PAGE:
In the spring of 1958, The Paris Review ran an interview with Hemingway in which he discussed writing and regaled George Plimpton with stories of the Paris expat scene of the 1920’s. Hemingway’s longtime friend and poet, Archibald Macleish was upset by the interview; not only was Macleish apparently misquoted in the piece, but he was conspicuously absent from Hemingway’s reminiscences (they had traveled all over Europe together in the 1920’s). Here, Hemingway writes to account for the omissions.
Note: Hemingway had a reputation as a wretched stenographer—it is something he almost prided himself on. His errors have been preserved in the text below.
[Ketchum, Idaho October 15 1958]
I was awfully glad to get your letter out here but sorry there was something loused up in the [Paris Review] interview. All I could do was try to answer the questions as they were put. Am sure you told it straight and that they got it wrong. Everybody gets everything wrong.
About knowing writers it was older writers they meant and I never thought of you as an older writer. Also think they were asking about when we first hit Paris in the old Rue de Cardinal Lemoine-Place Contrescarpe days. Maybe I knew you then but I dont think it was until we had gone back to Canada and then come back to live at 113 rue Notre Dame des Champs. I remember very clearly comeing to the Rue du Bac the first time and stealing a cork screw which I remember returning. Anyway George [Plimpton] was asking about the first days in Paris and that was what I was talking about and writing about at the time. When we used to go around together was afterwards when I not see very much of G. Stein any more and Ezra went to Rapallo and Joyce had finished Ulysses and the fun time between that and going to work on the blind stuff. You correct me if I am wrong because I can remember most things word for word that were important but other times I would forget automatically.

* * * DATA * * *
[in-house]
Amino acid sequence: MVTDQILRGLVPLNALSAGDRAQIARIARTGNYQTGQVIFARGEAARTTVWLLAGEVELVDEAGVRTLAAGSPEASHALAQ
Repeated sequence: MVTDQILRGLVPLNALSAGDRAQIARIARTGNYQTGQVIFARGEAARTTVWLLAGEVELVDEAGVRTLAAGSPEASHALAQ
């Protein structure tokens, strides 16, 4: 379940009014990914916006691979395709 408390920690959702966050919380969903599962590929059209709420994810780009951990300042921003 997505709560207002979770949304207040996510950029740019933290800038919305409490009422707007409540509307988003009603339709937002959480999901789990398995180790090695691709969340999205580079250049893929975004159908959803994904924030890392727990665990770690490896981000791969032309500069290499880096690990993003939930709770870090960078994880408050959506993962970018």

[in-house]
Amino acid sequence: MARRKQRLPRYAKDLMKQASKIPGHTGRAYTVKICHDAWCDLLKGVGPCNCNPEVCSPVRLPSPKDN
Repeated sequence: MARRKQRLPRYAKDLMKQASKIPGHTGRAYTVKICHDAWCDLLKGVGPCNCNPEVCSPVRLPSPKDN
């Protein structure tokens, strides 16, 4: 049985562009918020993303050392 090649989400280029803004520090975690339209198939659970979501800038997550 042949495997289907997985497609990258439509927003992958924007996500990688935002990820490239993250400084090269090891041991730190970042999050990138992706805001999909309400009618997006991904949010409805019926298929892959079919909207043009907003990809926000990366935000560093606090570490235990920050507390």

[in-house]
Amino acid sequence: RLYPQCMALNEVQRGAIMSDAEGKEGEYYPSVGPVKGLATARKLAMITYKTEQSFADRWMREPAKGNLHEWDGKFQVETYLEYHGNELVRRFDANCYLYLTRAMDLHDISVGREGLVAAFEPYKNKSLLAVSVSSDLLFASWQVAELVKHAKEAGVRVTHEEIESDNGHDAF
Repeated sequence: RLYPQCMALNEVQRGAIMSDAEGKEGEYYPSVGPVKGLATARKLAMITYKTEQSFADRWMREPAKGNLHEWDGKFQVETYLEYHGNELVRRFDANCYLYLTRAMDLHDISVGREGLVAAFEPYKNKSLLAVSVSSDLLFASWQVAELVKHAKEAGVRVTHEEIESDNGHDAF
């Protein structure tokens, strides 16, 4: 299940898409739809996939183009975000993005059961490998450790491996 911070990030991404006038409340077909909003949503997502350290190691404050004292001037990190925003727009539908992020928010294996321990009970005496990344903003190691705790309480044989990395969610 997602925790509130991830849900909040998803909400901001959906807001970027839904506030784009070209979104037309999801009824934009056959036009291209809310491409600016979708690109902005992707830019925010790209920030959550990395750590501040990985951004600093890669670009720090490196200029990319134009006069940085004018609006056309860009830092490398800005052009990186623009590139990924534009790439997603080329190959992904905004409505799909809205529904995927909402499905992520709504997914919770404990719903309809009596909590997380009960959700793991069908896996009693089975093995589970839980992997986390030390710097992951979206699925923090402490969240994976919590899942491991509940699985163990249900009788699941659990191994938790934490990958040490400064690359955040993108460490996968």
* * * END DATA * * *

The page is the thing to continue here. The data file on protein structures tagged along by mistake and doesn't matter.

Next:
You dope. Did you think I had forgotten Rue de Bac, juan les Pins, Zaragoza, Chartres, that place of Peter Hamiltons you lived, our bicycles, Ada and the Six Jours [bike races], rue Froidevaux, and a million things Gstaad,—don’t ask me to name them all, Bassano and A Pursuit Race. How many better stories has she published than that turn down—they all write about those people and about the junk show.
But Archie I am a slow writer about the past and I cant put you in before I knew you but I was very fond of you and am and I loved Ada and I do.
Poor Sara and Gerald—let’s not write about it. I loved Sara and I never could stand Gerald but I did…
Best love always,
From Ernest Hemingway Selected Letters, 1917-1961. Edited by Carlos Baker. New York: Charles Scribner’s Sons, 1981. 948 pp.
For a condensed biography of Archibald MacLeish (and a few neat excerpts from his canon), see his page on Poetry Foundation.